Should the Minn. Senate pass the tax-cut bill?

“The Minnesota House overwhelmingly passed a tax bill Thursday that cuts $503 million in taxes for businesses and realigns state tax policy so that it more closely conforms with federal tax law,” writes MPR News reporter Tom Scheck.

The 126-2 vote came on the same day Gov. Mark Dayton proposed an even more robust tax cut plan in his supplemental budget. Both the governor and House leaders say the proposal needs to move quickly, but Senate leaders are indicating they want more time.

The vote comes a little over a week into the session and less than a year after Gov. Dayton and the DFL-controlled Legislature passed a budget that raised $2.1 billion in taxes. The most recent state budget forecast projects a $1.2 billion surplus in the current two-year budget cycle.

State Rep. Ann Lenczewski, DFL-Bloomington, said the bill should pass quickly to ensure that taxpayers waiting to file before April 15 will benefit.

“We need to do federal conformity right now because people are filing their taxes right now,” Lenczewski said during the House floor debate. “And we need to repeal those business-to-business taxes that the surplus would allow us to do.”

While the vote was nearly unanimous in the Minnesota House, some Minnesotans like Brent Strom say a tax-cut is a bad idea. “We should be utilizing that money to reinvigorate the rainy day fund and to cover the extra transportation repairs that will be needed after this winter,” he wrote. It’s “infrastructure time,” added Coleen Tully.

Today’s Question: Should the Minn. Senate pass the tax-cut bill?

  • Ted Reiff

    Will it be able to hold up 28 inches of snow?

  • JQP

    slamming changes to taxes though fast is never a good idea.

    the law of unintended consequences generates massively larger impacts at higher velocities.

    Simple math … stupid a 100 MPH hurts a lot more than stupid at 10 MPH

  • Ralphy

    This seems like a good opportunity for some trading between the opposite sides of the aisle. Some tax cuts as a trade-off for some spending. Cut the business services and warehouse tax and pay back the schools, rethink the police, fire and nursing cuts, invest in infra-structure and save some for the next financial crisis.

  • Guest

    Who’s money is it?
    Give it back to the people who paid it in proportion to what they paid in. Not more redistribution.

  • AndyBriebart

    It’s never enough spending, right ?

    • Jeff

      Correct, there is always something to do with other people’s money.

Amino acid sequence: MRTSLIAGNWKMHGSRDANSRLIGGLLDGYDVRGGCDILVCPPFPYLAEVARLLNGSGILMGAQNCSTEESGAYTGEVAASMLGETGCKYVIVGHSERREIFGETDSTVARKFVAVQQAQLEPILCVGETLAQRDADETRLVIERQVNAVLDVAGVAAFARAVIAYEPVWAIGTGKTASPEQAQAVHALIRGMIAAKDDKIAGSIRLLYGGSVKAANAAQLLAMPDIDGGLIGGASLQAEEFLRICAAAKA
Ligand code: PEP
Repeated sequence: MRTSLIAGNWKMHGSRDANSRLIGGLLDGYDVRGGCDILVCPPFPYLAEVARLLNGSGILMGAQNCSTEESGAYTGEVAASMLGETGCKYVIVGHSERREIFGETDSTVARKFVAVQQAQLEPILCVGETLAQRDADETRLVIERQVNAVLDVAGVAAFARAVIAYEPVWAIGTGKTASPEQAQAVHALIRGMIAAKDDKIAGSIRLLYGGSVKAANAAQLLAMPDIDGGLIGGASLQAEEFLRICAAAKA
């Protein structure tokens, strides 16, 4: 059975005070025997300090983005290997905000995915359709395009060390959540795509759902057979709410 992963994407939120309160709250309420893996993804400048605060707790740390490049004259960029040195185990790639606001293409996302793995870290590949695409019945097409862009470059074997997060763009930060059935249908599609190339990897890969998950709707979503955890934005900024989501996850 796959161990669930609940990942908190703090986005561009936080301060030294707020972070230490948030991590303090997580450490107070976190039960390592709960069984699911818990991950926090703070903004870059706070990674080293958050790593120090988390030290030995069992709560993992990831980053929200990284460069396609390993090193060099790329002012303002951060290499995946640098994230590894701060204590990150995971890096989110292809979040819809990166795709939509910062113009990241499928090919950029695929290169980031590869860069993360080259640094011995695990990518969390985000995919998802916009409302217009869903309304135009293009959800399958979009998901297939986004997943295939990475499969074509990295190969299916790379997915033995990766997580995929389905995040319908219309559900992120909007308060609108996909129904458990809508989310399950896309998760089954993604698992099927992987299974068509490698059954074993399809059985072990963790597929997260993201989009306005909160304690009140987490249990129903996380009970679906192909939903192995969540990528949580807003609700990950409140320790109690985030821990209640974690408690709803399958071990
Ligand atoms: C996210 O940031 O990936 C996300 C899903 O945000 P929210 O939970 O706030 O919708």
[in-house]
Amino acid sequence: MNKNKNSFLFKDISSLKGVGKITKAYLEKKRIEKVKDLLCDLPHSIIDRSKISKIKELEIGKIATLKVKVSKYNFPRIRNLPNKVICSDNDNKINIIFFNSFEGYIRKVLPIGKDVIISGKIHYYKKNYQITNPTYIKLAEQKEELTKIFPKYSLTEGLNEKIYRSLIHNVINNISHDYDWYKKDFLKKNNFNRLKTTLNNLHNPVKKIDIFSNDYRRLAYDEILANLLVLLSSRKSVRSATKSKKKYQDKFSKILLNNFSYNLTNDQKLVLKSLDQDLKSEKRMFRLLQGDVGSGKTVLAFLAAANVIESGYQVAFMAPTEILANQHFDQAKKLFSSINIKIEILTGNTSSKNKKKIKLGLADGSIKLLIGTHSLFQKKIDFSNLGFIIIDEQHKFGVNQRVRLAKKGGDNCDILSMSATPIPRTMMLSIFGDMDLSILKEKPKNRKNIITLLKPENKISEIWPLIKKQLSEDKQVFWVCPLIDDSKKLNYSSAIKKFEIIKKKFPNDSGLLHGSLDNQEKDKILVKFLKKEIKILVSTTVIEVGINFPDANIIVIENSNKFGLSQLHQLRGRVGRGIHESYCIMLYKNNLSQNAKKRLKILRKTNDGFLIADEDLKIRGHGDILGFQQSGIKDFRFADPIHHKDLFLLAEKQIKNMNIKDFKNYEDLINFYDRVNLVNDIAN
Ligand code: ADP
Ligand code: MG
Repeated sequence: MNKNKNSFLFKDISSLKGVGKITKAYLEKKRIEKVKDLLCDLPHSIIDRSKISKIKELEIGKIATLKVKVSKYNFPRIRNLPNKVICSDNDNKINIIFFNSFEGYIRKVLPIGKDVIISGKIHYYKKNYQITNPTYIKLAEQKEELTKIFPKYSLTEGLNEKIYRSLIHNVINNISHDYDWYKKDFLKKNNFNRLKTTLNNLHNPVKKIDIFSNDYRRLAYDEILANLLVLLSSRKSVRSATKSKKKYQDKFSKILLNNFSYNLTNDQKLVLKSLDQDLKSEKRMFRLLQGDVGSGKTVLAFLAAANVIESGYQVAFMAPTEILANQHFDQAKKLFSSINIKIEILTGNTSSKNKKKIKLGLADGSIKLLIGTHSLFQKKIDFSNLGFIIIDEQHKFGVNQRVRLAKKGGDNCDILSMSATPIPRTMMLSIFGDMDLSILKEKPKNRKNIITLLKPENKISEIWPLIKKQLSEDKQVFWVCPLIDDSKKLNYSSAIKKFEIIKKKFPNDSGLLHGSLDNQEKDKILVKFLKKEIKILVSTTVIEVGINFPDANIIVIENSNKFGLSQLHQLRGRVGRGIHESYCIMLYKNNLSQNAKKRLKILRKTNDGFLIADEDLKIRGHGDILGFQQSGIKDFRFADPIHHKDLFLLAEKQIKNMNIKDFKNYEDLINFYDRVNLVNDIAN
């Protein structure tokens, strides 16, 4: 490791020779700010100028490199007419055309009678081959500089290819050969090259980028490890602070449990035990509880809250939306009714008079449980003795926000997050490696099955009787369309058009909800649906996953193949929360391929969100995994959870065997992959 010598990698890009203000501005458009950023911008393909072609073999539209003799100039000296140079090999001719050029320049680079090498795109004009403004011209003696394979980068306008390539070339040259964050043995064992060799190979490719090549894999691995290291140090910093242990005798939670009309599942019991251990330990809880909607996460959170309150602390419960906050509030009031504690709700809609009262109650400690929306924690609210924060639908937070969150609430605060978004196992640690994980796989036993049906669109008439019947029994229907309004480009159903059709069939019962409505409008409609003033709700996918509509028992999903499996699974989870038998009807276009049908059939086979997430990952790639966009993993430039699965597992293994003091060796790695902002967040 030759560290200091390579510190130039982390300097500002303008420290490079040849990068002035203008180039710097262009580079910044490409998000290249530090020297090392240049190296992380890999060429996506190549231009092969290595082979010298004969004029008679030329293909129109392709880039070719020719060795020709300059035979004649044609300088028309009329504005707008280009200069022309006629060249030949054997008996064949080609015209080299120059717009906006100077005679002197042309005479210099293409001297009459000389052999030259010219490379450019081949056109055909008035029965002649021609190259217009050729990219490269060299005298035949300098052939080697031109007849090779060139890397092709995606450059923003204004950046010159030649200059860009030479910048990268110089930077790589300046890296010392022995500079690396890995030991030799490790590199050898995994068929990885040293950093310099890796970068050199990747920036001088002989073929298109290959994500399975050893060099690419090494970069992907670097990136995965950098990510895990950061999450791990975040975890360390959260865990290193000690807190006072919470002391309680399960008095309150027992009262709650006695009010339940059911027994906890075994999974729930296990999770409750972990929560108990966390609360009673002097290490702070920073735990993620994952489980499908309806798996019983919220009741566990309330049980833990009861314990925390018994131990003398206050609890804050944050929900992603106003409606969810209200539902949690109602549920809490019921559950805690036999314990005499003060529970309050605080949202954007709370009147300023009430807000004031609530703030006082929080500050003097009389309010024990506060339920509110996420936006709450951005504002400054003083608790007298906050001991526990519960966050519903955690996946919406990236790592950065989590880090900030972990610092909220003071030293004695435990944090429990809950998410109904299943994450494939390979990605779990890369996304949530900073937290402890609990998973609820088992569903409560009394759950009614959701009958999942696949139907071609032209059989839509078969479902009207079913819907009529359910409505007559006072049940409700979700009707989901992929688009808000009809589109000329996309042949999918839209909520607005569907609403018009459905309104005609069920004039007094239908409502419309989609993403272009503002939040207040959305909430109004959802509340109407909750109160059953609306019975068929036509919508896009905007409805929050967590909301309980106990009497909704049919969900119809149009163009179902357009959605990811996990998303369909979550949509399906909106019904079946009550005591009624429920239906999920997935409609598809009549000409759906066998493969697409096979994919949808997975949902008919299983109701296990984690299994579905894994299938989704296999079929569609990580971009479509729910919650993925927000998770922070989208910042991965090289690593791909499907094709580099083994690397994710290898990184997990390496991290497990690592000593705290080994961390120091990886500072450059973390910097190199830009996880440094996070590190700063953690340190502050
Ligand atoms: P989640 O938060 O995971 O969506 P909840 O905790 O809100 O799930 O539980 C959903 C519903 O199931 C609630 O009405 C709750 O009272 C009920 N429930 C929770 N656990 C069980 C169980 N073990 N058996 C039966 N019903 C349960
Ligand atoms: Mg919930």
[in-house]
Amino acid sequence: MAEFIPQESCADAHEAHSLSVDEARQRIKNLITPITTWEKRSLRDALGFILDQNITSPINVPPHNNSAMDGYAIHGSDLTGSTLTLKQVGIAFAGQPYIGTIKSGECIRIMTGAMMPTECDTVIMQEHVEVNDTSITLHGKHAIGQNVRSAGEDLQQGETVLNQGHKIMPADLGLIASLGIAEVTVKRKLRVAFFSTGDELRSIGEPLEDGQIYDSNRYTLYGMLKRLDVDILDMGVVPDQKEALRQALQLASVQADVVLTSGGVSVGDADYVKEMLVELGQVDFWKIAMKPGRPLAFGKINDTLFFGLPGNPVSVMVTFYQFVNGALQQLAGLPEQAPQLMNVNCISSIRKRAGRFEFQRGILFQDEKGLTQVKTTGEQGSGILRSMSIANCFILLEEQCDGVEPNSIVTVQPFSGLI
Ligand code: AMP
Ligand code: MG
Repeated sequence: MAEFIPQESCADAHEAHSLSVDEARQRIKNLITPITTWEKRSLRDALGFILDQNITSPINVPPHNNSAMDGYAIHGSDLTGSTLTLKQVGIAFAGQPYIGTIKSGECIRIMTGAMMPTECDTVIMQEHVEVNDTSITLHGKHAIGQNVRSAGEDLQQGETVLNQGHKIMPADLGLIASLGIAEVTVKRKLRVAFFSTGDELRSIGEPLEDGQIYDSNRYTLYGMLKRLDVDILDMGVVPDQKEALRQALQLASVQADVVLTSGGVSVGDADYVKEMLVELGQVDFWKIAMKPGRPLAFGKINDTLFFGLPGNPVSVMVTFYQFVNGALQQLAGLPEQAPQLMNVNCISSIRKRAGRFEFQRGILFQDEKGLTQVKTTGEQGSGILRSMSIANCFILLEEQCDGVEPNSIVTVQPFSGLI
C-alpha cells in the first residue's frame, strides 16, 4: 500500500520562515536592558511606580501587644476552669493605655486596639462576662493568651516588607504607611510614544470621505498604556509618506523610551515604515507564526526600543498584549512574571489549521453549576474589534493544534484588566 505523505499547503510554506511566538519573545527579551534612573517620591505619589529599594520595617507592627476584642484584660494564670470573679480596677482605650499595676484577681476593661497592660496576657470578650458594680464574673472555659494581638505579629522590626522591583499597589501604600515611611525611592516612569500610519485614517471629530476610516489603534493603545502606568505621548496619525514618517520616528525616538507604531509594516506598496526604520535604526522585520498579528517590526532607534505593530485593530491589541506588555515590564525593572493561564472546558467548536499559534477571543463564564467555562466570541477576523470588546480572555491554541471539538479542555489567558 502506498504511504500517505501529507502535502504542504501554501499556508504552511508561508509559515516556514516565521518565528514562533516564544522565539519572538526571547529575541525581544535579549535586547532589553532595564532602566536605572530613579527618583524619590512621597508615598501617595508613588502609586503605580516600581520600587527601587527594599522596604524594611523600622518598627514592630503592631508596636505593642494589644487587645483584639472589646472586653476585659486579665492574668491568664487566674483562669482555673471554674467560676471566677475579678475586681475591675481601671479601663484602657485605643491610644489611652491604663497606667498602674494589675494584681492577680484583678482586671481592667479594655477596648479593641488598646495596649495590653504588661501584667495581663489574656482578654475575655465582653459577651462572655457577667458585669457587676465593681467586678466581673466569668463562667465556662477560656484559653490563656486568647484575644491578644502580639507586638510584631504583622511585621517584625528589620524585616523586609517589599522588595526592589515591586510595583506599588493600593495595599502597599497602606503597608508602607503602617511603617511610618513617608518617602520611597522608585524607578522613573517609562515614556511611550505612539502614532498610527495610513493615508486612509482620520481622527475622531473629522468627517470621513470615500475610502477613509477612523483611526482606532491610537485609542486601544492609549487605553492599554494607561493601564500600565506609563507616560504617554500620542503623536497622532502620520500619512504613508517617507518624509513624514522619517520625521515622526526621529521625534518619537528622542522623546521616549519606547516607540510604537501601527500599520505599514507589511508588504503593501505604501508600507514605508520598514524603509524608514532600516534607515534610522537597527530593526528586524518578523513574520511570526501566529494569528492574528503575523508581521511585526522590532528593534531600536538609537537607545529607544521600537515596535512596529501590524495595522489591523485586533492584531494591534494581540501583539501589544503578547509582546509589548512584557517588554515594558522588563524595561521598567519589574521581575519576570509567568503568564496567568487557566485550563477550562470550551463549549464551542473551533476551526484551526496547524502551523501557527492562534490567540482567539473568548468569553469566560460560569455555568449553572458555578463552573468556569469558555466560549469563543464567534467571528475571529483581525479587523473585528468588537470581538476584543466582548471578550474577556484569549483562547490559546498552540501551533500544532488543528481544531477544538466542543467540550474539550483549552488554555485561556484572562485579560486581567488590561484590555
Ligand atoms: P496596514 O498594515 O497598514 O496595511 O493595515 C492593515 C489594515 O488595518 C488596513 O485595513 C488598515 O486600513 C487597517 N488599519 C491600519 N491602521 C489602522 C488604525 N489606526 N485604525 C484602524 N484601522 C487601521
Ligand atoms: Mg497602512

• JQP

      on executive compensation.

      • Jeff

        As shareholder you can limit that…go buy a share and complain in a shareholders meeting…if you’re just some random person complaining about someone else’s salary with no financial impact on yourself I’d suggest that you stop letting envy run your life.

        • JQP

          I’ve been a direct shareholder in Chevron , as an example, since 1972 and have had that discussion in letters and at shareholder meetings since 1986.
          Its not envy, as you so callously suspect, but utter disdain for a board and executive team that squander money. My investment is losing money because they overpay mismanagement.

  • Jim G

    Federal conformity is important, but we don’t want to jump right back into the crisis budgeting mode of the past decade. The Senate needs to do its due diligence, making some changes, and then let’s hash out the differences in an expedited conference committee. I see a goal date of March 31 for sending it to the Governor as totally reasonable. The expedent passage of this tax cutting bill would be a refreshing reminder that democracy can still work and show business that our democracy works for everyone with Democratic leadership.

  • Rich in Duluth

    No.

    Are people so short sighted that they can’t remember recent budget deficits? In addition, we have roads in terrible shape, 1100 structurally deficient bridges, under funded schools….

    • Jim G

      Rich, I agree the roads are in terrible shape. There are 1100 structurally deficient bridges, and underfunding of our schools is continuing. My thoughts here, are that we might have over-corrected our steering when coming out the ruts of the Great Recession. Let’s avoid a wreck in November and give Democratic House members in Purple districts an argument they can use against Republican adversaries.